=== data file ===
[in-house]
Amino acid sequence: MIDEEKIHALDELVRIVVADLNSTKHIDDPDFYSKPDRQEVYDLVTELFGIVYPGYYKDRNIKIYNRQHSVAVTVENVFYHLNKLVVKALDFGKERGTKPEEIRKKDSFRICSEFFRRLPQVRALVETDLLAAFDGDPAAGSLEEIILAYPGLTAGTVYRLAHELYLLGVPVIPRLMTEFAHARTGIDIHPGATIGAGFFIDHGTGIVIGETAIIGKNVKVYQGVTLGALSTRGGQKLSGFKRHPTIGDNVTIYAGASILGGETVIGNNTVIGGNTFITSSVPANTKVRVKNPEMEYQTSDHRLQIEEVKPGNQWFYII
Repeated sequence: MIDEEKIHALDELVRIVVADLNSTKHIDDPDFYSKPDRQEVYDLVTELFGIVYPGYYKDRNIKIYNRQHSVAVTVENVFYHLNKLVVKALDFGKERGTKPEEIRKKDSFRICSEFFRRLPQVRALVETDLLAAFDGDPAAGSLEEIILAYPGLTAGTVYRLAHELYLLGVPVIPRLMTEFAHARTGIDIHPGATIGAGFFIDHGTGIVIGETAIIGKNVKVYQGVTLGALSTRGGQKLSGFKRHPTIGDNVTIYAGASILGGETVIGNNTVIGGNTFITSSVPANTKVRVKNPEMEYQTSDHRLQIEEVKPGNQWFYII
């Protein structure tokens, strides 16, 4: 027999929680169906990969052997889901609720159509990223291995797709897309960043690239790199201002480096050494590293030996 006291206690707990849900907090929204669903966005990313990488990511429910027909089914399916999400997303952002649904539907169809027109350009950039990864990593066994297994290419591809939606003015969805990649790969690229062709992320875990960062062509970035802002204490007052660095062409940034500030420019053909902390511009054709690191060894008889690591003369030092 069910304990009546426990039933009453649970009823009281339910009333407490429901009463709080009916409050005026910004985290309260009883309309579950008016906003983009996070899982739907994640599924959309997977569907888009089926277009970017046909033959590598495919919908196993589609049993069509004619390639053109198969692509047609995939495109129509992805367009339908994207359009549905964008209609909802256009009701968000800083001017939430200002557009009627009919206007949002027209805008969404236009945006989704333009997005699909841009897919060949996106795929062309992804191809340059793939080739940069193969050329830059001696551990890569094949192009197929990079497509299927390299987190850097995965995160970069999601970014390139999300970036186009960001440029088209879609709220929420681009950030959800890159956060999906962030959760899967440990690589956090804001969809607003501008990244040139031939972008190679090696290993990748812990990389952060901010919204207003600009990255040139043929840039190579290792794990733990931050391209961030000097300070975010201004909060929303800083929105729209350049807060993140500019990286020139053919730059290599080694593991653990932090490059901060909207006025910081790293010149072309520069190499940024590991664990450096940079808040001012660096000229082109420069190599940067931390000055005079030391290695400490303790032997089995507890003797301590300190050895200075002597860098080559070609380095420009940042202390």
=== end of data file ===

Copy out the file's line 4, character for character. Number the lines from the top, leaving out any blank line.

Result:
């Protein structure tokens, strides 16, 4: 027999929680169906990969052997889901609720159509990223291995797709897309960043690239790199201002480096050494590293030996 006291206690707990849900907090929204669903966005990313990488990511429910027909089914399916999400997303952002649904539907169809027109350009950039990864990593066994297994290419591809939606003015969805990649790969690229062709992320875990960062062509970035802002204490007052660095062409940034500030420019053909902390511009054709690191060894008889690591003369030092 069910304990009546426990039933009453649970009823009281339910009333407490429901009463709080009916409050005026910004985290309260009883309309579950008016906003983009996070899982739907994640599924959309997977569907888009089926277009970017046909033959590598495919919908196993589609049993069509004619390639053109198969692509047609995939495109129509992805367009339908994207359009549905964008209609909802256009009701968000800083001017939430200002557009009627009919206007949002027209805008969404236009945006989704333009997005699909841009897919060949996106795929062309992804191809340059793939080739940069193969050329830059001696551990890569094949192009197929990079497509299927390299987190850097995965995160970069999601970014390139999300970036186009960001440029088209879609709220929420681009950030959800890159956060999906962030959760899967440990690589956090804001969809607003501008990244040139031939972008190679090696290993990748812990990389952060901010919204207003600009990255040139043929840039190579290792794990733990931050391209961030000097300070975010201004909060929303800083929105729209350049807060993140500019990286020139053919730059290599080694593991653990932090490059901060909207006025910081790293010149072309520069190499940024590991664990450096940079808040001012660096000229082109420069190599940067931390000055005079030391290695400490303790032997089995507890003797301590300190050895200075002597860098080559070609380095420009940042202390």